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What marketing leadership needs to know about modern SEO

Will Critchlow

5 min read

I know a lot of folks who started out in SEO, and are now in marketing leadership positions. One challenge, when this happens, is that it’s hard to stay plugged in to SEO news, but you still have oversight of the SEO channel.

This article started as a tweet thread. You can see the original, along with its discussion, here:

If this applies to you, read on. If it sounds like your boss, feel free to share with them. I know there’s a lot of bad information and rumour, so this is all based on the evidence we get from the SEO A/B tests we get to run at SearchPilot (background: what is SEO A/B testing?).

Here’s what Google is really doing in the following key SEO areas (click through to read the individual SEO A/B test results backing each point):

1. JavaScript: improving, but not perfect

Google can execute and index an awful lot of JavaScript

BUT

Google’s JavaScript execution is not perfect, it can cause organic search problems, and underperformance through outright failing, or through the fact that it takes a lot of resource so only top pages are prioritised.

It does appear, though, that (in keeping with all the official line) a lot of it is to do with user experience. Where you upgrade the UX by using JS, search performance can IMPROVE!

2. User Experience (UX): growing in importance

Google really is serious about rewarding the best possible UX. In particular, they aren’t kidding about interstitials harming organic search performance.

3. Hidden content: still a big deal

While we’re talking about UX. You’ll remember the “hidden content” shenanigans of yesteryear. The modern equivalent is text hidden in tabs etc. We’ve seen uplifts from bringing it out of tabs and making it visible.

This is an especially big deal because of mobile-first indexing and the prevalence of tabs and accordions in mobile design.

4. Search result page (SERP) appearance: makes a huge difference to actual clicks and traffic

In light of recent changes where Google is choosing to rewrite more title tags in the SERP, we will be doing more testing in this area, because that title is one of the most influential elements on clickthrough rate.

For example, brand matters and it’s an area where experienced SEOs are most liable to screw up. It’s really easy to make a strongly negative title tag change:

It’s quite possible that Google will get better at writing display titles than you are. They may already be better than you at writing meta descriptions because they can be query-specific (see also).

5. Structured data: can move the needle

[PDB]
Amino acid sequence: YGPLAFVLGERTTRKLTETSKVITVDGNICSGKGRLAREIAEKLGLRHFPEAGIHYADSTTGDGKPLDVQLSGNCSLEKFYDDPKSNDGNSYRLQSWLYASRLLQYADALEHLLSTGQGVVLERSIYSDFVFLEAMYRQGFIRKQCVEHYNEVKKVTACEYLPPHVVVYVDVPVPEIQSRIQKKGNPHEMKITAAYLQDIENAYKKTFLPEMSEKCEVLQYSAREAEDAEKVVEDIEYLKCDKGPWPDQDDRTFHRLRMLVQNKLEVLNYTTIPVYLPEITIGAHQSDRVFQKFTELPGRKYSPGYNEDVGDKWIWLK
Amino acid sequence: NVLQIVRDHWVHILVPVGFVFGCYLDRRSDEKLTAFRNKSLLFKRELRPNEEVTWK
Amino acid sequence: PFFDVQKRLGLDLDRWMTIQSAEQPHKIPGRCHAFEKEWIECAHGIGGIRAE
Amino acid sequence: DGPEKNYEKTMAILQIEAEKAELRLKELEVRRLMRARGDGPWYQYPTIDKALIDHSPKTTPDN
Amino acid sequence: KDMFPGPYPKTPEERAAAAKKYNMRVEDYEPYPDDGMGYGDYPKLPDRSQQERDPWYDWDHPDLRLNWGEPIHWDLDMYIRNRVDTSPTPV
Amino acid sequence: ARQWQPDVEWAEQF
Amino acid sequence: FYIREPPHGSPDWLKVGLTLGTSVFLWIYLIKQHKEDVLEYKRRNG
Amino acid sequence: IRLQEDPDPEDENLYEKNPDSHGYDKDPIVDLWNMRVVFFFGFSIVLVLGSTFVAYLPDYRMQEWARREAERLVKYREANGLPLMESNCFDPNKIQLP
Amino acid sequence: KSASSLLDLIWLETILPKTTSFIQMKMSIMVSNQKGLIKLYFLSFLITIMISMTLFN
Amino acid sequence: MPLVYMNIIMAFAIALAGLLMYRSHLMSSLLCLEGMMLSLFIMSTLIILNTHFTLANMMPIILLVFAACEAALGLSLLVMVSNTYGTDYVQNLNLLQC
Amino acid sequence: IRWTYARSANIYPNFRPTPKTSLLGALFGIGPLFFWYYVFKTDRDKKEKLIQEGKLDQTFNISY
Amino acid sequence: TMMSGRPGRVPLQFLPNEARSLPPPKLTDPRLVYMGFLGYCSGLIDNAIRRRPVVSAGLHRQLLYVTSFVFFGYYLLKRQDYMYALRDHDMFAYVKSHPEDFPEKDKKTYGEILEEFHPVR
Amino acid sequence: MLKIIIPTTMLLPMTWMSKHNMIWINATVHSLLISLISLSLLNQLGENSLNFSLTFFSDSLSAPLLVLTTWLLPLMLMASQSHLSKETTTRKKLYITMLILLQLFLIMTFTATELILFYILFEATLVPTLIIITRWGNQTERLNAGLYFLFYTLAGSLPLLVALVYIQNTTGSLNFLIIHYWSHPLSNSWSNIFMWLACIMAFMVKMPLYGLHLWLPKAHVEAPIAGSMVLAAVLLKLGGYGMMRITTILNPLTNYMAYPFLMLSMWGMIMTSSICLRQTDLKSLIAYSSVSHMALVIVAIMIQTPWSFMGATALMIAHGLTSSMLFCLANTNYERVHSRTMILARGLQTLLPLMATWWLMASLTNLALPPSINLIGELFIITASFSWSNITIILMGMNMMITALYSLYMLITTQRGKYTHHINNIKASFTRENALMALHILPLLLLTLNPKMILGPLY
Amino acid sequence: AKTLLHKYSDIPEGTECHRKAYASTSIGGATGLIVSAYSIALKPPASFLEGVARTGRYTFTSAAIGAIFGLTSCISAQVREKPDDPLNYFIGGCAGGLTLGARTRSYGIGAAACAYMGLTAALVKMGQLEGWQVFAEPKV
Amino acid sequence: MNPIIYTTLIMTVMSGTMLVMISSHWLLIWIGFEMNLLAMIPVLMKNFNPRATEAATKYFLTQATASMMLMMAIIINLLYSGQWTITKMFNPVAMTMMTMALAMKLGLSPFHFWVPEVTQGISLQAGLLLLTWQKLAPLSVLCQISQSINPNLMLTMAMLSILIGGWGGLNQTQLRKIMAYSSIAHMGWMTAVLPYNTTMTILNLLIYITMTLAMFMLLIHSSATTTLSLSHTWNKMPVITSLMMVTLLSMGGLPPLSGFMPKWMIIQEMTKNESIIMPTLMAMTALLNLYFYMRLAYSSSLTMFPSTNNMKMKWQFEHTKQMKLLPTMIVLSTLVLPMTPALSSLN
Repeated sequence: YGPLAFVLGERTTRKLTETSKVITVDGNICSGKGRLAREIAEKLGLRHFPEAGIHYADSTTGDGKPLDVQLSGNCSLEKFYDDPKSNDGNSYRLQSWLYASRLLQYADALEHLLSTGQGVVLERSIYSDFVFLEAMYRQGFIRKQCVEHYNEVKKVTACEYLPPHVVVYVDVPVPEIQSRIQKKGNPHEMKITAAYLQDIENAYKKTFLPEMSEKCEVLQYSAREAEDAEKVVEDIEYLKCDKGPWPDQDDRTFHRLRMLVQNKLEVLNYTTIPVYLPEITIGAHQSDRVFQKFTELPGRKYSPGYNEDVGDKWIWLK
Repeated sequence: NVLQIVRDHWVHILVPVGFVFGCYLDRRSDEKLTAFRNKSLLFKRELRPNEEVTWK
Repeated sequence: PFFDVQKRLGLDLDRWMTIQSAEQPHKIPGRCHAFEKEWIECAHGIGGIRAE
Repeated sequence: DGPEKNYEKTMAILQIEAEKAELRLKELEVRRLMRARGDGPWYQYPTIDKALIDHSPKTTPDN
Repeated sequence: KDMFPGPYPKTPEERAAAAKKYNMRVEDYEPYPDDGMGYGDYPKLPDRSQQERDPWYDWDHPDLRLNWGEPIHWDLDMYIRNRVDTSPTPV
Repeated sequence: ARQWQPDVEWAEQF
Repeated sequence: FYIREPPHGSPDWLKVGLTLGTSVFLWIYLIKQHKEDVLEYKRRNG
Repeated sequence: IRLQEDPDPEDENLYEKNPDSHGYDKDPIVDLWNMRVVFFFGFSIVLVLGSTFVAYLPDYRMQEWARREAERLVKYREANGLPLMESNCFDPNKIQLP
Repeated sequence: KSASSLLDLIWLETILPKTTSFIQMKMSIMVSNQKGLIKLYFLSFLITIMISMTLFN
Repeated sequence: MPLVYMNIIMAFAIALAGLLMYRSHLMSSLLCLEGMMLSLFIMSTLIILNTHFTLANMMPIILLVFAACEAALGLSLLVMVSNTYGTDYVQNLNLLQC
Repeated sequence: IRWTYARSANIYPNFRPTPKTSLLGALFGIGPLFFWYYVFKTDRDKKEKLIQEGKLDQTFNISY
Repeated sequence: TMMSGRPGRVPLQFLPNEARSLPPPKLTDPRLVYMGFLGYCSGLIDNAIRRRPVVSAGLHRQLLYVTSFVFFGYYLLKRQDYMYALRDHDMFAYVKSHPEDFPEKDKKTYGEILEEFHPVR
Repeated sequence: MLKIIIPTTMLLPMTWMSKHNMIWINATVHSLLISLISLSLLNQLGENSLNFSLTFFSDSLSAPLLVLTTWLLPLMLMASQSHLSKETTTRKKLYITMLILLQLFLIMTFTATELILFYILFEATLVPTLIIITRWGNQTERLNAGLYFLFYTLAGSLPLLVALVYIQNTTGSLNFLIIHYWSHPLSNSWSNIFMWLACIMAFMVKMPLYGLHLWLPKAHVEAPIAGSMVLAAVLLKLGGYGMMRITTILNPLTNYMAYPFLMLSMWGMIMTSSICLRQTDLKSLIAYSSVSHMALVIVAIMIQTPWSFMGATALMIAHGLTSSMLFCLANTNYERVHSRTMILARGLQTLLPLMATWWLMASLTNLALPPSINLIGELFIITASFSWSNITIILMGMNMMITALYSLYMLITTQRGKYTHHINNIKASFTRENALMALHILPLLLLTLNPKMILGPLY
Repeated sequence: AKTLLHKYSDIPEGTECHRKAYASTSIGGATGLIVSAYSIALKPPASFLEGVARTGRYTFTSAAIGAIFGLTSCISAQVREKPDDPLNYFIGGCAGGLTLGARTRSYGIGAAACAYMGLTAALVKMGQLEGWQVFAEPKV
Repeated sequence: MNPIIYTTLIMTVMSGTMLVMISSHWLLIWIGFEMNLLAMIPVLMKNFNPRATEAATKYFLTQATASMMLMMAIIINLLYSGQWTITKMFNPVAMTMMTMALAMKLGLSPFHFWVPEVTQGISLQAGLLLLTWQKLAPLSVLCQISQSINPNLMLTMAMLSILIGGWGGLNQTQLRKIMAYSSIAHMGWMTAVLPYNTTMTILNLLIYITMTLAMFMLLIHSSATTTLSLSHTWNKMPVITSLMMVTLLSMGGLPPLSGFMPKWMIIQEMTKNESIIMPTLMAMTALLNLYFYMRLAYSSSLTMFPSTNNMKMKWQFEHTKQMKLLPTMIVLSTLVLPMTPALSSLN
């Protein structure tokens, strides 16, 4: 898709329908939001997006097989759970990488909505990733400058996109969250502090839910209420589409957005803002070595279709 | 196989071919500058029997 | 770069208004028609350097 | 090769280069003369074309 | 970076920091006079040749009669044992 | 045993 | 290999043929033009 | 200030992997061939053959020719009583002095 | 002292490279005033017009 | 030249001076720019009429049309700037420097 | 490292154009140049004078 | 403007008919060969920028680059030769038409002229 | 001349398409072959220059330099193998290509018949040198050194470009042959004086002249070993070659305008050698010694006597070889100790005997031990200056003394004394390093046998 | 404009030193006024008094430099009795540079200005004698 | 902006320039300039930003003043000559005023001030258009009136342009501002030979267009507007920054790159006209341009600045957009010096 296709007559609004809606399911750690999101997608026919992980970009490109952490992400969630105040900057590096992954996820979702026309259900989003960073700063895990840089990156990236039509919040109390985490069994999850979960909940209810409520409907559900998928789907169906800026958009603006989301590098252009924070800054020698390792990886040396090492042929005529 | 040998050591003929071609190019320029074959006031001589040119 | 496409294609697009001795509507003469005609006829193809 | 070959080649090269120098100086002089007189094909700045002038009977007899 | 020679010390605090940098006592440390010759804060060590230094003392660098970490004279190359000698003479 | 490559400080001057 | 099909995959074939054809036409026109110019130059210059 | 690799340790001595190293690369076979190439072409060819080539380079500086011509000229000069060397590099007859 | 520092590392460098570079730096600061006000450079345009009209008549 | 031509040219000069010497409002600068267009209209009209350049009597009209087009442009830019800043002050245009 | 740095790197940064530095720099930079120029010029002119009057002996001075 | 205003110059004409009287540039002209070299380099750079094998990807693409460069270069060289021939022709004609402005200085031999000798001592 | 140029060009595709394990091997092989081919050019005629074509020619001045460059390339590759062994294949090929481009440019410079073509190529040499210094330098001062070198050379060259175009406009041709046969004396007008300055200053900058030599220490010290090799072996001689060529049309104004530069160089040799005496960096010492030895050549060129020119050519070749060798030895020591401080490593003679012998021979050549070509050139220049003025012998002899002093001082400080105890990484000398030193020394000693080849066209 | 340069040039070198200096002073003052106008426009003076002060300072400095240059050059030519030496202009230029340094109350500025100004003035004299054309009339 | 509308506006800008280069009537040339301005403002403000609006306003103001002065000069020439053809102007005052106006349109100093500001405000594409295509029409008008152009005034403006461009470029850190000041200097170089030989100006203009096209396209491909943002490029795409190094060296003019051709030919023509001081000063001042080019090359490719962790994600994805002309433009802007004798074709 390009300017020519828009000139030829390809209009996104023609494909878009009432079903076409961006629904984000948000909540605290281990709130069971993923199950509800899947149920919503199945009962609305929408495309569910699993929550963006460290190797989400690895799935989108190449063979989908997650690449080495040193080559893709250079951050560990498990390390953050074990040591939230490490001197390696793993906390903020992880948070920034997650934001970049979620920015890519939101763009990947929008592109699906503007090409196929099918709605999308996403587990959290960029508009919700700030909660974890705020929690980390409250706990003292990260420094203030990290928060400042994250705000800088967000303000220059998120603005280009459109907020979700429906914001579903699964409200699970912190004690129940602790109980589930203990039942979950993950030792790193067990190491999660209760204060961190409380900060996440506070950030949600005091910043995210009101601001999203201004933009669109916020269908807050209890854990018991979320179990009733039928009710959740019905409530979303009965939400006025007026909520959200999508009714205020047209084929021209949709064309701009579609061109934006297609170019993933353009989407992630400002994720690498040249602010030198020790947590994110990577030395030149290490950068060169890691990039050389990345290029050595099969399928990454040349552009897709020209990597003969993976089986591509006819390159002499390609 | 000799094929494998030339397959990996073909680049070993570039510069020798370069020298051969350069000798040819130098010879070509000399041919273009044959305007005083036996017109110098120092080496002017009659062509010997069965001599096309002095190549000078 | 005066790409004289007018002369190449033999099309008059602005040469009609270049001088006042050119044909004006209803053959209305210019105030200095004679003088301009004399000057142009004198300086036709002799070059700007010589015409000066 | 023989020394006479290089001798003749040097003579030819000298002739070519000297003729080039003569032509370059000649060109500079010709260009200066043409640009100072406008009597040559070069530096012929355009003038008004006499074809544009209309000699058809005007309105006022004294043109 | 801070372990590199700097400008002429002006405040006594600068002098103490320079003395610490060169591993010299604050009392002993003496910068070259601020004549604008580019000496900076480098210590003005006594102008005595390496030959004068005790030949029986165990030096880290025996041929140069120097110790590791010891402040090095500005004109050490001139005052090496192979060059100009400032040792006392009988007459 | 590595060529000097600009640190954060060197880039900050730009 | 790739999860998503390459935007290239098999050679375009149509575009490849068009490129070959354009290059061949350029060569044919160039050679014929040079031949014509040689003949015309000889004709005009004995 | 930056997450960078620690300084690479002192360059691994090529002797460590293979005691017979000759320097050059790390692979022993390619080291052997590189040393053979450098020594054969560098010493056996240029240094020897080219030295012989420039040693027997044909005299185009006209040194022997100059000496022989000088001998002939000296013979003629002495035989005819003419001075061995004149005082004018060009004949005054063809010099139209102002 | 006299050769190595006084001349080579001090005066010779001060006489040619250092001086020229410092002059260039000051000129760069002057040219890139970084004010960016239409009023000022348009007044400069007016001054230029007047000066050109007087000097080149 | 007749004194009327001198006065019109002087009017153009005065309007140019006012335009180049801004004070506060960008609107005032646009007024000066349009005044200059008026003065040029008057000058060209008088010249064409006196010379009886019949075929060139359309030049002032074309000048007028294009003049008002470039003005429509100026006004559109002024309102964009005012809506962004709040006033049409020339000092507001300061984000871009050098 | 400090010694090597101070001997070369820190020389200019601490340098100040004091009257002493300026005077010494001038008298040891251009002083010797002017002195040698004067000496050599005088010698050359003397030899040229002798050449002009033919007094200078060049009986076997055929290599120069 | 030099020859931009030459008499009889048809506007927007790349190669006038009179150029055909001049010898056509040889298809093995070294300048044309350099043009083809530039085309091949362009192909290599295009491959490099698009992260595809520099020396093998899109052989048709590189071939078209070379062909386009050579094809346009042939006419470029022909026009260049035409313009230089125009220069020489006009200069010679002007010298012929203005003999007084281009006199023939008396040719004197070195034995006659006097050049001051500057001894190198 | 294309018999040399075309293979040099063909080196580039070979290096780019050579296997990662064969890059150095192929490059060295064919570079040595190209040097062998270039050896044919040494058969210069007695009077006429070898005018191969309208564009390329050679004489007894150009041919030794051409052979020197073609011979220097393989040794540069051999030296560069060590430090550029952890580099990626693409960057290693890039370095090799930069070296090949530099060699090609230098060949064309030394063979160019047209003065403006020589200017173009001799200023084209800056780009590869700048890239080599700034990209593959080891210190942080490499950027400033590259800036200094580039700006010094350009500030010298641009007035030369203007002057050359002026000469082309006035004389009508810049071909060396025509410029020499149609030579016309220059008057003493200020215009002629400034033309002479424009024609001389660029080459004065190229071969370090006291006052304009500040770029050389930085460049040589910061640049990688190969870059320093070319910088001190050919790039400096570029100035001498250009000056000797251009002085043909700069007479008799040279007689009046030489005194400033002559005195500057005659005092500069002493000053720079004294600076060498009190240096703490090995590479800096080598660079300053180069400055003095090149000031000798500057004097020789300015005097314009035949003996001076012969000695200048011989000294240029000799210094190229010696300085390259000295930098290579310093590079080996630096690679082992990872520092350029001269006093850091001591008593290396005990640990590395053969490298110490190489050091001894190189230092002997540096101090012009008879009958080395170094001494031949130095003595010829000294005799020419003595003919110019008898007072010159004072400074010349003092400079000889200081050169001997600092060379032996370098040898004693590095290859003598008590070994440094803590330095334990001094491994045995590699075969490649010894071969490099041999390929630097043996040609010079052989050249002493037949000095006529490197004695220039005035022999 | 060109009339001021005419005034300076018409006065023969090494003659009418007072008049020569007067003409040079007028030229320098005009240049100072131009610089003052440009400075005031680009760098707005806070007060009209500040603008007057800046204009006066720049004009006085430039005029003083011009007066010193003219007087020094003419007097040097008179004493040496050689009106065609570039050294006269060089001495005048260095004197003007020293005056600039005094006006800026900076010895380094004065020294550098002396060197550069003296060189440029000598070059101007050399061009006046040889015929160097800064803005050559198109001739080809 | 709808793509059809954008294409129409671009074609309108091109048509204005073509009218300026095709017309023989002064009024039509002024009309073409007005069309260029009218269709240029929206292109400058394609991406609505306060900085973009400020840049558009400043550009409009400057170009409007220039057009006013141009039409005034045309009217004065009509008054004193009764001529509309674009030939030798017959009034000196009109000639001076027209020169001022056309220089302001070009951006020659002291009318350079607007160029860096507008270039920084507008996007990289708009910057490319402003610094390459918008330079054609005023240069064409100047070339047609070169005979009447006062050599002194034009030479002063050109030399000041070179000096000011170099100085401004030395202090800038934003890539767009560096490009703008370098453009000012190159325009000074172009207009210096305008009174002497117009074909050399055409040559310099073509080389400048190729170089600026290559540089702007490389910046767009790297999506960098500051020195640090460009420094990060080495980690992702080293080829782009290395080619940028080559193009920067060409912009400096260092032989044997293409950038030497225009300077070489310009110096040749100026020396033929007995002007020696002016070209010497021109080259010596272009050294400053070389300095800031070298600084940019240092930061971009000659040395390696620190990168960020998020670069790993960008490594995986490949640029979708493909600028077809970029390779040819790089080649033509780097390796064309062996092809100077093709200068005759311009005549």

But a lot of the benefit is in having it when your competitors don’t, so it’s a bit of an arms race (or prisoner’s dilemma, given it gives Google additional data).

But they are commonly misunderstood. The big takeaways from our testing are:

  1. Internal links are important (these tests are some of our most consistently statistically significant)
  2. We have surprisingly often found big benefits to the pages where the links are added, not just to the targets of those links
  3. In fact, we have seen cases where recipient page impacts were undetectable or even negative, while the linking pages saw a benefit
  4. Some of our hardest-to-predict test results have been internal linking tests!

Read more on Twitter here.

7. Content: quality is in the eye of the beholder

Quality matters. Sometimes.

When it did. And when it seemed to be more about keywords on the page in text of any quality.

One thing that might not have been as true in times gone by: localising/localizing can make a major difference. And timeliness matters.

8. Assorted and perhaps surprising results

E-A-T might be real (that’s one for the grizzled veterans to pull a face at. Whether you believe it or not, our full funnel testing (CRO & SEO testing together) tends to show that it’s a good idea to improve this kind of thing when measured across both. I don’t think that should be a surprise.

And who’d have predicted that HTML ordering would still be a thing in the third decade of the 21st century?

I don’t know about you, but digging into surprising results and learning new things are what keep me interested in SEO after nearly 20 years.

Equally, if your job doesn’t allow / require you to spend as much time in the weeds as you used to and you want to get the kinds of insights I’ve shared here, based on statistically-controlled tests, we have a low-volume email list for you.

If you have any questions or want to discuss any of this, drop me a line on Twitter.

Image credit Joshua Hibbert.

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